With sharp, fresh flavors, as well as certain spices and textures, Latin American food finds a savory level of satisfaction that is very difficult to replicate.
As a former owner of a taco restaurant in Moscow, Idaho, I look at new places serving such food with great enthusiasm and curiosity. Seeing Mala Luna open this spring at 624 W. Idaho St., where Dharma was once located — Mala Luna is a Boise Fry Co. brainchild — made me thrilled to try it out.
Stepping into the new space, I was impressed by the total transformation from what used to be there. The room feels both moody and light, welcoming and exclusive, and classic with modern features.
My dining companion and I were informed upon getting seated that staff were in training that day and getting familiar with the new menu and bar listings. This showed when our waiter forgot our order and had to return to the table.
The menu, however, was easy to digest, not overly lengthy and broken down into simple sections. Mala Luna offers two variations of nachos, three kinds of Torta sandwiches, three choices of empanadas, a salad, and frybread tacos — on top of four sides and a plentiful drink menu. We decided to go with the Pork Torta, the Brisket Empanadas, the side salad and the Navajo Fry-Bread Tacos.
To drink we tried the house-made Mango Agua Fresca, as we sat street-side and watched Boise coming back to life, which was exactly what I wanted to see.
The empanadas were beautifully crispy, their little pillow pockets packing meaty flavor and featuring a sweet, mildly spicy and smoky afterglow. I easily could have had these alone as a meal. They were paired with a chimichurri sauce, which is a vinegar-based cilantro sauce that is spiced with a little jalapeno and shallot. It’s a perfect pairing. The herbaceous flavor of the cilantro in contrast with the richness of the brisket and green olive was honestly perfect.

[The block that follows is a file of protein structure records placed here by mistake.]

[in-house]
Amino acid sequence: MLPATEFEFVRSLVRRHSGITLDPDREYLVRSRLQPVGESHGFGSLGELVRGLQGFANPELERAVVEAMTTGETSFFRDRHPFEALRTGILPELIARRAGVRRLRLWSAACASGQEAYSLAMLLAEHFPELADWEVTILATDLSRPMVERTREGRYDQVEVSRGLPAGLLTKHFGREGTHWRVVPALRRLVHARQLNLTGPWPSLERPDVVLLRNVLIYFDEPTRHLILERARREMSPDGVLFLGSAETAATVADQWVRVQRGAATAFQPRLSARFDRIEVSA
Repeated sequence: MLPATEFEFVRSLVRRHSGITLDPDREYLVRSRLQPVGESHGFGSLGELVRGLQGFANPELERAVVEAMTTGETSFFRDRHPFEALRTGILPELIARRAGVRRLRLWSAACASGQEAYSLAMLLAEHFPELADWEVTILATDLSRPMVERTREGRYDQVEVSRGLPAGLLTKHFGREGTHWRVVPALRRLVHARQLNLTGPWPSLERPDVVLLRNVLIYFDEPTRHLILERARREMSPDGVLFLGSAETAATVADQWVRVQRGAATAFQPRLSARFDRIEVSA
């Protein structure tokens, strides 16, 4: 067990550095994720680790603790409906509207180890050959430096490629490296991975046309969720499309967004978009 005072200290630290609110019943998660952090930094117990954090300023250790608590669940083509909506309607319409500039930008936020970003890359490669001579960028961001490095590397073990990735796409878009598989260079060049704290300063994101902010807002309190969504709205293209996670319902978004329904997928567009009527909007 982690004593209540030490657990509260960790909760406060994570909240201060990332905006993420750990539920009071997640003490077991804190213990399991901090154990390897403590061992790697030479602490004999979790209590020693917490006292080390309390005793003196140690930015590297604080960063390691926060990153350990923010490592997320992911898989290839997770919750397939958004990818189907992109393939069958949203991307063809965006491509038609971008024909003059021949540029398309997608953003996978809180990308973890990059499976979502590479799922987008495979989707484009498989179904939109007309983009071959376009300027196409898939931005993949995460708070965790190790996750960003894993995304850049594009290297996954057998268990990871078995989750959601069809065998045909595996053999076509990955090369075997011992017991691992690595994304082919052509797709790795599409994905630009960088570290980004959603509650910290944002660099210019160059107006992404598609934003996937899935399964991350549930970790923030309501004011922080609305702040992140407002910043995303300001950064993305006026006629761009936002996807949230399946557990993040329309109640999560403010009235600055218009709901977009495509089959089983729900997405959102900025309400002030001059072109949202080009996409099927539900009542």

The side salad was charred corn, greens, jicama, avocado and salty Cotija cheese, with an avocado crème dressing. It had a light and subtle flavor, but its crush and earthiness were a refreshing palate cleanser to the depth of the empanadas. We washed it down with the mango drink, which was sweet, refreshing and flavorful. It was a great start.
The next items coming out were the Pork Cochinita Torta and the tacos. The first thing that struck me about these dishes was the size — the portions were big! The sandwich packed a lot of bulk, possibly too much, as it had a hard time propping itself up. The filling was falling out of the sides, like the condiments dripping off a burger in an ad, and it was messy. Accepting the sloppiness and taking a bite, we noticed that the flavor was nice, with similar characteristics of the empanadas, but the meat was inconsistent and frankly distracting from the total presentation.
Some of the meat was tender and well-executed, for instance, but it was tainted by small chunks of gristle and fat that were unpleasant and disorienting. The grease in the sandwich was also a bit much, and while the cabbage slaw was a nice attempt to offset the heaviness of the dish, it didn’t quite hit the proper balancing mark. This sandwich has a lot of potential, but it’s not quite there yet.
The tacos were unfortunately in a similar category. The meat was inconsistent and almost an identical filling to the torta, except it had lettuce instead of a cabbage slaw. The black bean puree was a bit chunky and didn’t do any favors to the texture or flavor. The highlight was the shells themselves. They were soft and savory, really well done, light and salty. The amount of filling was again overwhelming, spilling out as we ate. I was disappointed, but also think there is potential in reforming the compilation with the given ingredients.
Overall, Mala Luna is worth a visit. It’s new, and every new restaurant has growing pains, from staff to food. The concept and vibe are worth welcoming to downtown Boise. It’s a fun menu — prices are $11-$12 for tortas, $8.50-$9.50 for empanadas, $12 for the tacos, $10 for our nachos — and I look forward to exploring the cocktail menu further, as well as finding dishes as good as the empanadas.
Amos Rothstein is a freelance restaurant reviewer for the Idaho Statesman.